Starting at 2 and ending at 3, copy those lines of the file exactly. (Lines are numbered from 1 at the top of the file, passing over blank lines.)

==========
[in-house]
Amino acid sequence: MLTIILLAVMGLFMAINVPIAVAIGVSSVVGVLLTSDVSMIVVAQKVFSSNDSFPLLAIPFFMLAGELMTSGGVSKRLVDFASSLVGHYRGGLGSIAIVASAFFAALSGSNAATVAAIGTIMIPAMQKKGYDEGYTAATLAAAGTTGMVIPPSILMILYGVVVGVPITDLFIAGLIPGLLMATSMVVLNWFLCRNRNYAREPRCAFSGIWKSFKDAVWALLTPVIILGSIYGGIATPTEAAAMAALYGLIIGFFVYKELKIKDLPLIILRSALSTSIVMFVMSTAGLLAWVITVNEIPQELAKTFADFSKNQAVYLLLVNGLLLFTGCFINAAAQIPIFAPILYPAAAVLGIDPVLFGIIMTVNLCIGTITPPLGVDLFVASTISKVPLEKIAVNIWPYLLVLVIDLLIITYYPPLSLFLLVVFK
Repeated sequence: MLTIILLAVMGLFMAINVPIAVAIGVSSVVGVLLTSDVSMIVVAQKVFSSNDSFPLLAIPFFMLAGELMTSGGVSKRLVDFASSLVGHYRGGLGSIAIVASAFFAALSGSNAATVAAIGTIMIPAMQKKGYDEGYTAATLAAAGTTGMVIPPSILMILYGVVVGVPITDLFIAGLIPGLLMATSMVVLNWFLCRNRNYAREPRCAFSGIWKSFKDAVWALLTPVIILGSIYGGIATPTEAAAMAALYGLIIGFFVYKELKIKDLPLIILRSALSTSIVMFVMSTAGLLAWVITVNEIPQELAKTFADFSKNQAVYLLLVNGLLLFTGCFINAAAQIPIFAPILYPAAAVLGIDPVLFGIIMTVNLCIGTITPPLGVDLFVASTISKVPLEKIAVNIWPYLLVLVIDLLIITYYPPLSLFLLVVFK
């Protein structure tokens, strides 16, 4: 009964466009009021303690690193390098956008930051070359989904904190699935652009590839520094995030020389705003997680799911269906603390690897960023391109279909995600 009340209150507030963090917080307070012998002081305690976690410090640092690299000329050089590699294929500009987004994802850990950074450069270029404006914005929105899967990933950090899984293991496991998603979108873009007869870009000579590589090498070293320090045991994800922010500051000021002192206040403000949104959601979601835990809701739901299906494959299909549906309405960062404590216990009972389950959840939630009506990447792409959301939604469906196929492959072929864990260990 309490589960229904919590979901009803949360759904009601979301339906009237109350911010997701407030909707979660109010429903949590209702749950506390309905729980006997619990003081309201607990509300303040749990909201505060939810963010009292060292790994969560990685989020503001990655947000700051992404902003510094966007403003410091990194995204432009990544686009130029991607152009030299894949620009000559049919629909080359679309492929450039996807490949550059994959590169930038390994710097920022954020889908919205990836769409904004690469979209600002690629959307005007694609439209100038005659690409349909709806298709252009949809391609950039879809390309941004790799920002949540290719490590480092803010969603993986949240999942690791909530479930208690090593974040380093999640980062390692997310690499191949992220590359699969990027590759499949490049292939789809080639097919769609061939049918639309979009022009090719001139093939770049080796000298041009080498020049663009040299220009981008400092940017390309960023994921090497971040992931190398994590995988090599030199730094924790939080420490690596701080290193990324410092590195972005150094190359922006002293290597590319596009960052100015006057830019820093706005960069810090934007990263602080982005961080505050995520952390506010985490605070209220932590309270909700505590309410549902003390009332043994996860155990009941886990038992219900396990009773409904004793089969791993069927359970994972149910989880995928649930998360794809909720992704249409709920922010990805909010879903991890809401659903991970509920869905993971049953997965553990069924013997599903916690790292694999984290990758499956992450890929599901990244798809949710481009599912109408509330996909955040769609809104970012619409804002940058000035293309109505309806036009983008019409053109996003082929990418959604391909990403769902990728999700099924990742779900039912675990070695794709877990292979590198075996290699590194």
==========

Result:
Amino acid sequence: MLTIILLAVMGLFMAINVPIAVAIGVSSVVGVLLTSDVSMIVVAQKVFSSNDSFPLLAIPFFMLAGELMTSGGVSKRLVDFASSLVGHYRGGLGSIAIVASAFFAALSGSNAATVAAIGTIMIPAMQKKGYDEGYTAATLAAAGTTGMVIPPSILMILYGVVVGVPITDLFIAGLIPGLLMATSMVVLNWFLCRNRNYAREPRCAFSGIWKSFKDAVWALLTPVIILGSIYGGIATPTEAAAMAALYGLIIGFFVYKELKIKDLPLIILRSALSTSIVMFVMSTAGLLAWVITVNEIPQELAKTFADFSKNQAVYLLLVNGLLLFTGCFINAAAQIPIFAPILYPAAAVLGIDPVLFGIIMTVNLCIGTITPPLGVDLFVASTISKVPLEKIAVNIWPYLLVLVIDLLIITYYPPLSLFLLVVFK
Repeated sequence: MLTIILLAVMGLFMAINVPIAVAIGVSSVVGVLLTSDVSMIVVAQKVFSSNDSFPLLAIPFFMLAGELMTSGGVSKRLVDFASSLVGHYRGGLGSIAIVASAFFAALSGSNAATVAAIGTIMIPAMQKKGYDEGYTAATLAAAGTTGMVIPPSILMILYGVVVGVPITDLFIAGLIPGLLMATSMVVLNWFLCRNRNYAREPRCAFSGIWKSFKDAVWALLTPVIILGSIYGGIATPTEAAAMAALYGLIIGFFVYKELKIKDLPLIILRSALSTSIVMFVMSTAGLLAWVITVNEIPQELAKTFADFSKNQAVYLLLVNGLLLFTGCFINAAAQIPIFAPILYPAAAVLGIDPVLFGIIMTVNLCIGTITPPLGVDLFVASTISKVPLEKIAVNIWPYLLVLVIDLLIITYYPPLSLFLLVVFK